CMS' new interoperability rule requires major changes for payers, hospitals. Here are 6 key elements

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A new Centers for Medicare & Medicaid Services rule requires Medicaid, the Children’s Health Insurance Program, Medicare Advantage plans and qualified health plans to make enrollee data immediately accessible by January 2021. (turk_stock_photographer/Getty Images)

The Centers for Medicare & Medicaid Services' (CMS') new interoperability rule will require major changes for payers and hospitals to provide patients access to their health information.

The Interoperability and Patient Access final rule will require, among other things, that Medicaid, the Children’s Health Insurance Program (CHIP), Medicare Advantage (MA) plans and qualified health plans make enrollee data immediately accessible by January 2021.

CMS Administrator Seema Verma said the rule will help bring the health system’s data-sharing capacity out of the "stone age."

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It was one of two rules issued by the Department of Health and Human Services Monday to implement interoperability and patient access provisions of the bipartisan 21st Century Cures Act. 

"These rules begin a new chapter by requiring insurance plans to share health data with their patients in a format suitable for their phones or other device of their choice. We are holding payers to a higher standard while protecting patient privacy through secure access to their health information. Patients can expect improved quality and better outcomes at a lower cost," Verma said.

Justine Handelman, senior vice president of the Office of Policy and Representation for the Blue Cross Blue Shield Association, said the group supports the Trump administration's efforts to achieve an "interoperable healthcare system."

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“Blue Cross and Blue Shield companies believe empowering consumers with the right information at the right time, and in a secure way, is critical to driving positive health outcomes. This starts with the seamless flow of health information among patients, doctors, hospitals and insurance companies, stronger privacy and security measures to protect personal health information, and more advanced data sharing standards to improve and simplify the healthcare experience," Handelman said.

Speaking with reporters Monday, Verma said she believed CMS developed fair and realistic timelines for payers and hospitals to implement the rules.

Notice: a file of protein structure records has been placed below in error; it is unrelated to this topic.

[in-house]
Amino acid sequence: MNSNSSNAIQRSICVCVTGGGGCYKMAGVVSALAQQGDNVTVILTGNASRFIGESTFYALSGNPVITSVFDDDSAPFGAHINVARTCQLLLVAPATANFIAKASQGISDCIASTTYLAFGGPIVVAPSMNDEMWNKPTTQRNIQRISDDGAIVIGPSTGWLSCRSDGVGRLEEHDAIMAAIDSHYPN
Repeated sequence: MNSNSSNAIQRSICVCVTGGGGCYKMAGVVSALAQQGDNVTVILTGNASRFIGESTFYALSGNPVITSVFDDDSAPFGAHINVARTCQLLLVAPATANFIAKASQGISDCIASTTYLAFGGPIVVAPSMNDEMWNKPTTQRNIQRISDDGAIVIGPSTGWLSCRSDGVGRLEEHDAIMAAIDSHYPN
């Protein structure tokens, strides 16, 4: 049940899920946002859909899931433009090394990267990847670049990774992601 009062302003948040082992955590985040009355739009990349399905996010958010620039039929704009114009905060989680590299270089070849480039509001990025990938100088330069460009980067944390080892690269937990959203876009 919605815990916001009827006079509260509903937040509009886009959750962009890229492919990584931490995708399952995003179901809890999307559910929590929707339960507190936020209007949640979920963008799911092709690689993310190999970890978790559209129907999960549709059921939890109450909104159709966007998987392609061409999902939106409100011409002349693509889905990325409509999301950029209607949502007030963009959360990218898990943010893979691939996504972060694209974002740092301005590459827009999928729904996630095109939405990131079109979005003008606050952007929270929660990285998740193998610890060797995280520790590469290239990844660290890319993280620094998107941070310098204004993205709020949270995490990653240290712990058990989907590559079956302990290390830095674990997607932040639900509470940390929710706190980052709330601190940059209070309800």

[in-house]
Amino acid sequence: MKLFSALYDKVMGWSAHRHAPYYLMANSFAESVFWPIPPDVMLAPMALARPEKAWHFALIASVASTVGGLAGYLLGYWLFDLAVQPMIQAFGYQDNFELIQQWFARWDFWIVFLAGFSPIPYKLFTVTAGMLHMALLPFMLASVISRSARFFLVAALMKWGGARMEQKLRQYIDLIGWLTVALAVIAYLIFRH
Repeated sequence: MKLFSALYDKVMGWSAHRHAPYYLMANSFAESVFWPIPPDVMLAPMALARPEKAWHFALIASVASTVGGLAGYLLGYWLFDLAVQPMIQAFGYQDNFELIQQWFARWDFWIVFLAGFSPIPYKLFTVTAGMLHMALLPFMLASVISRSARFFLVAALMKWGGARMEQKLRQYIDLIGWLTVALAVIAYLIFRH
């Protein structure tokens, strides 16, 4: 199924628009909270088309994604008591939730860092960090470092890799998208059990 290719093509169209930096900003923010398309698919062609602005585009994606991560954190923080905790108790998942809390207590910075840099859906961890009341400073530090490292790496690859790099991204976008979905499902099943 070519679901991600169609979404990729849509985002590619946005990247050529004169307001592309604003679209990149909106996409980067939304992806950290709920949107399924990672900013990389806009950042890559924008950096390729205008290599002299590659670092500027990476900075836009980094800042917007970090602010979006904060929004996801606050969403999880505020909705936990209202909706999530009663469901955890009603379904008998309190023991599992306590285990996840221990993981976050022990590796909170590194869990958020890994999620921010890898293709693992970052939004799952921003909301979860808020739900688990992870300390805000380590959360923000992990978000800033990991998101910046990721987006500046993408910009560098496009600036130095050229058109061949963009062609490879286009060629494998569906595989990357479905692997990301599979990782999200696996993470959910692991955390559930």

"Patients can't wait for their health information. This is a matter of life and death. We're seeing this with the situation with coronavirus and patients coming into a hospital and providers are stressed with dealing with sick patients and they have no time to gather patient information in order to have a complete medical record. These rules will make a difference to help provide safe and high-quality care all across the country," she said.

Here are key requirements and timelines in the CMS rule:

  1. Patient access: CMS-regulated payers, specifically MA organizations, Medicaid fee-for-service programs, Medicaid managed care plans, CHIP fee-for-service programs and CHIP managed care entities will be required to implement and maintain a secure, standards-based (HL7 FHIR Release 4.0.1) API that allows patients to easily access their claims and encounter information, including cost, through a third-party app of their choice. Payers are required to implement the patient access API beginning Jan. 1, 2021.
     
  2. Provider directory: CMS-regulated payers will have to make provider directory information publicly available via a standards-based API by Jan. 1, 2021. 
     
  3. Admission, discharge and transfer event notifications: CMS is modifying conditions of participation to require hospitals, including psychiatric hospitals and critical access hospitals, to send electronic patient event notifications of a patient’s admission, discharge and/or transfer to another healthcare facility or to another community provider or practitioner. The policy will go into effect six months after publication of the CMS rule.
     
  4. Payer-to-payer data exchange: Payers will have to exchange certain patient clinical data, specifically the U.S. Core Data for Interoperability, at the patient’s request. Organizations will have to implement a process for this data exchange by Jan. 1, 2022. This will allow the patient to take their information with them as they move from payer to payer over time to help create a cumulative health record with their current payer, according to CMS.
     
  5. Public reporting and information blocking: Beginning in late 2020, and starting with data collected for the 2019 performance year, CMS will publicly report clinicians, hospitals and critical access hospitals that may be information blocking based on how they attested to certain Promoting Interoperability Program requirements. Knowing which providers may have attested can help patients choose providers more likely to support electronic access to their health information.
     
  6. Digital contact information: CMS will begin publicly reporting in late 2020 those providers that do not list or update their digital contact information in the National Plan and Provider Enumeration System. This includes providing digital contact information such as secure digital endpoints like a direct address and/or a FHIR API endpoint. Making the list of providers who do not provide this digital contact information public will encourage providers to make this valuable, secure contact information necessary to facilitate care coordination and data exchange easily accessible, CMS said.

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